In the last twelve months I have been test riding BMW, Triumph, and Harley motorcycles. Test rides are usually limited in time and restricted to the roads in the dealership's vicinity, which is good enough for me to say 'no thanks' or 'maybe' - but not enough to say EUREKA!
With the desire to ride something different, but keeping an eye on available budget, reason and needs at the time I meanwhile opted for the Sportster, and fuel economy and limited mileage aside, this bike hasn't let me down.
Fast forward to May 2012. Not often does one get the opportunity to test ride a motorcycle for longer, and in its natural habitat. While in New Zealand, Geoff had generously offered me his Triumph Street Triple 675.
previous ride with Roger. Besides, I felt intimidated by the Triumph's 105 HP. To hell with that, what do numbers tell us anyway. When Geoff had coaxed me into taking seat on the STriple, I knew I wanted to try it out. This bike fitted like a glove. It felt like sitting in instead of on the bike, and becoming a part of it. I found the foot-pegs and controls conveniently arranged, and easy to handle.
After Geoff had maneuvered the STriple down the steep hill of his driveway, it was my turn, and let it roll with a gentle twist of the wrist, shifting up and down, accelerating and breaking to get a better understanding of the bike's functionality and reactions. Every move felt natural to me.
The Street Triple is a naked bike so I expected the wind pressure to pull at my arms and pound my shoulders, but that little fly screen did actually a pretty good job deflecting, especially when I crouched down a bit. This lightweight bike is amazingly gentle with inexperienced riders, responsive to the slightest shift of the hip, and forgives rider errors (such as miscalculated speed in a turn) much easier than any other bike I have ever ridden. Just lean a bit more, and trust it finding the best way through.
Low speed maneuverability, turning and parking the bike was a piece of cake as well. Overall handling of this motorcycle was as easy as riding a scooter (I hope that Triumph owners won't cringe too much given that comparison...). Being able to put my feet flat on the ground (something I was not able to accomplish on Roger's F650GS) added to the overall confidence.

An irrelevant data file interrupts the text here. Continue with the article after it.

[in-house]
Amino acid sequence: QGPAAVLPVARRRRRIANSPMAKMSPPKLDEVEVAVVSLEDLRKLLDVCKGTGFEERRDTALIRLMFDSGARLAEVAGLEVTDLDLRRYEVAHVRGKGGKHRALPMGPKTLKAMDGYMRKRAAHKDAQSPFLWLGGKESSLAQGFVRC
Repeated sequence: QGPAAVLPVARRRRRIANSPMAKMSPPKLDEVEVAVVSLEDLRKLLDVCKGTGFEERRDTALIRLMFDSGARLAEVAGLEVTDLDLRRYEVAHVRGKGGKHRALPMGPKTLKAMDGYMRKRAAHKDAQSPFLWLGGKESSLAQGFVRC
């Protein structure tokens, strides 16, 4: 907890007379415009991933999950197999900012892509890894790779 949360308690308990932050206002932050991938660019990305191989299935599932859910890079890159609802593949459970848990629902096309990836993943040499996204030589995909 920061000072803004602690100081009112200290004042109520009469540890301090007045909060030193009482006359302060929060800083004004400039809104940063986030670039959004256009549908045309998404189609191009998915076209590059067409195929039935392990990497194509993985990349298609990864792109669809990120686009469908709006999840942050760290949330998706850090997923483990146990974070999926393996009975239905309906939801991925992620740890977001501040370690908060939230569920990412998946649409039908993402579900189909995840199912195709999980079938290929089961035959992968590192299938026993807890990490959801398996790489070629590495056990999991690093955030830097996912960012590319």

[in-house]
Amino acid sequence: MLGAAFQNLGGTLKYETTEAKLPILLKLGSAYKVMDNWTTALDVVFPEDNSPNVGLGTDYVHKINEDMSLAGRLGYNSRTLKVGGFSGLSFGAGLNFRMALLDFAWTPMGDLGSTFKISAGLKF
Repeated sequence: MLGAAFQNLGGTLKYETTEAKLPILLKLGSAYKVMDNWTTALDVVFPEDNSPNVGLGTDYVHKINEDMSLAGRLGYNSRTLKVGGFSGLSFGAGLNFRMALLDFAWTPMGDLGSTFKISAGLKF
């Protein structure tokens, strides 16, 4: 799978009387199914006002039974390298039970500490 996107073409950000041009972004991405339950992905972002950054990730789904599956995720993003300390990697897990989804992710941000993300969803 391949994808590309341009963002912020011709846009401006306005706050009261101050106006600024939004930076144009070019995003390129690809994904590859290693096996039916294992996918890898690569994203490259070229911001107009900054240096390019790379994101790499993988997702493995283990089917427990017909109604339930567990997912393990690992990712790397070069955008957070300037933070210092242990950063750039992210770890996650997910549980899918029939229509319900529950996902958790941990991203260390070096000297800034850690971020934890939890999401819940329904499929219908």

After returning from down under I was antsy the whole work week, which did not go unnoticed by the spousal unit. Hence the best husband of all schlepped me into a Triumph dealership determined to find a cure for my suffering. The healing came with a big bang, but not in a good way. The overall cost for a 2012 Triumph Street Triple including bare necessity farkles (fly screen, frame sliders, luggage options, heated grips, cigarette lighter socket, engine and radiator cover etc.), would sum up to an amount that I simply cannot afford. Unfortunately for me, there are no reasonably priced used ones around. So I will let it go for now, and put it in the back of my mind.
Good things come to those who wait while I continue my research on this particular model. There are a few open questions left: Is the tank hole such a nuisance like it seems to be with the Bonnie? Does the instrument panel have a fuel gauge (I couldn't spot it.). And given the fuel consumption how much of an all-rounder can it be?
Meanwhile, my Sportster is kicking its heels (wheels), waiting to be released from its prison, and I am more than happy to oblige.